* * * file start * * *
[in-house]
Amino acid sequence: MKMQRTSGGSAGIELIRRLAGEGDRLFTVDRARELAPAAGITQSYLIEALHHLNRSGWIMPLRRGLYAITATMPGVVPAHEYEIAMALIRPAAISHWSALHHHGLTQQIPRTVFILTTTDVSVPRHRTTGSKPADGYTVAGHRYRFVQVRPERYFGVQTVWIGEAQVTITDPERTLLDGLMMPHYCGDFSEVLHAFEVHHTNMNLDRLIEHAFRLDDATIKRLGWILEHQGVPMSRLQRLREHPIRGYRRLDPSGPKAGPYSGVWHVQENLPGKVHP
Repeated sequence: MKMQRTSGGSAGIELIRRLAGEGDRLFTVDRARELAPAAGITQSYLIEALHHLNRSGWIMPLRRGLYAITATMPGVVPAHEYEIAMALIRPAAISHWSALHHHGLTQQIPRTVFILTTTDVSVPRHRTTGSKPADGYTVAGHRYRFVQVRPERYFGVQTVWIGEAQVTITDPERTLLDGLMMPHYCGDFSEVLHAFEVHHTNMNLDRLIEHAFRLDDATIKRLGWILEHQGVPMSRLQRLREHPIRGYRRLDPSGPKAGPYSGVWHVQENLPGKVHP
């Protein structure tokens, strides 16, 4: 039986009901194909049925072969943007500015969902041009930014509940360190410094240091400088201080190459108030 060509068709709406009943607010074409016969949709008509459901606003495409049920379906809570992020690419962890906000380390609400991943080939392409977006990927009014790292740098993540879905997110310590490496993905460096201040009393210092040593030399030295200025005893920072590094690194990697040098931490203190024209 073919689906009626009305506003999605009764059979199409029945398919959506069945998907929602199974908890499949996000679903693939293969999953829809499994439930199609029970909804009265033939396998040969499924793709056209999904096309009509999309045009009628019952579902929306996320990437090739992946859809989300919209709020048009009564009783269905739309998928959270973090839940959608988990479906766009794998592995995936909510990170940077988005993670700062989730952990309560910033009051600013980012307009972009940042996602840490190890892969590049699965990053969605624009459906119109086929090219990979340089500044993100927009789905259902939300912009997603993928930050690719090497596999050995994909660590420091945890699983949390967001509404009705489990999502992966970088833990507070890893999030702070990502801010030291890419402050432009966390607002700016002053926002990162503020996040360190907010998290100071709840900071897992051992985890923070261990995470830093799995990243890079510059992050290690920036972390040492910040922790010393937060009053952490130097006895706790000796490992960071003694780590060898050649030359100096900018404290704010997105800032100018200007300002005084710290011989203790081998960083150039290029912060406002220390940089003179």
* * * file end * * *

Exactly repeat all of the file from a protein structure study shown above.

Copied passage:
[in-house]
Amino acid sequence: MKMQRTSGGSAGIELIRRLAGEGDRLFTVDRARELAPAAGITQSYLIEALHHLNRSGWIMPLRRGLYAITATMPGVVPAHEYEIAMALIRPAAISHWSALHHHGLTQQIPRTVFILTTTDVSVPRHRTTGSKPADGYTVAGHRYRFVQVRPERYFGVQTVWIGEAQVTITDPERTLLDGLMMPHYCGDFSEVLHAFEVHHTNMNLDRLIEHAFRLDDATIKRLGWILEHQGVPMSRLQRLREHPIRGYRRLDPSGPKAGPYSGVWHVQENLPGKVHP
Repeated sequence: MKMQRTSGGSAGIELIRRLAGEGDRLFTVDRARELAPAAGITQSYLIEALHHLNRSGWIMPLRRGLYAITATMPGVVPAHEYEIAMALIRPAAISHWSALHHHGLTQQIPRTVFILTTTDVSVPRHRTTGSKPADGYTVAGHRYRFVQVRPERYFGVQTVWIGEAQVTITDPERTLLDGLMMPHYCGDFSEVLHAFEVHHTNMNLDRLIEHAFRLDDATIKRLGWILEHQGVPMSRLQRLREHPIRGYRRLDPSGPKAGPYSGVWHVQENLPGKVHP
């Protein structure tokens, strides 16, 4: 039986009901194909049925072969943007500015969902041009930014509940360190410094240091400088201080190459108030 060509068709709406009943607010074409016969949709008509459901606003495409049920379906809570992020690419962890906000380390609400991943080939392409977006990927009014790292740098993540879905997110310590490496993905460096201040009393210092040593030399030295200025005893920072590094690194990697040098931490203190024209 073919689906009626009305506003999605009764059979199409029945398919959506069945998907929602199974908890499949996000679903693939293969999953829809499994439930199609029970909804009265033939396998040969499924793709056209999904096309009509999309045009009628019952579902929306996320990437090739992946859809989300919209709020048009009564009783269905739309998928959270973090839940959608988990479906766009794998592995995936909510990170940077988005993670700062989730952990309560910033009051600013980012307009972009940042996602840490190890892969590049699965990053969605624009459906119109086929090219990979340089500044993100927009789905259902939300912009997603993928930050690719090497596999050995994909660590420091945890699983949390967001509404009705489990999502992966970088833990507070890893999030702070990502801010030291890419402050432009966390607002700016002053926002990162503020996040360190907010998290100071709840900071897992051992985890923070261990995470830093799995990243890079510059992050290690920036972390040492910040922790010393937060009053952490130097006895706790000796490992960071003694780590060898050649030359100096900018404290704010997105800032100018200007300002005084710290011989203790081998960083150039290029912060406002220390940089003179």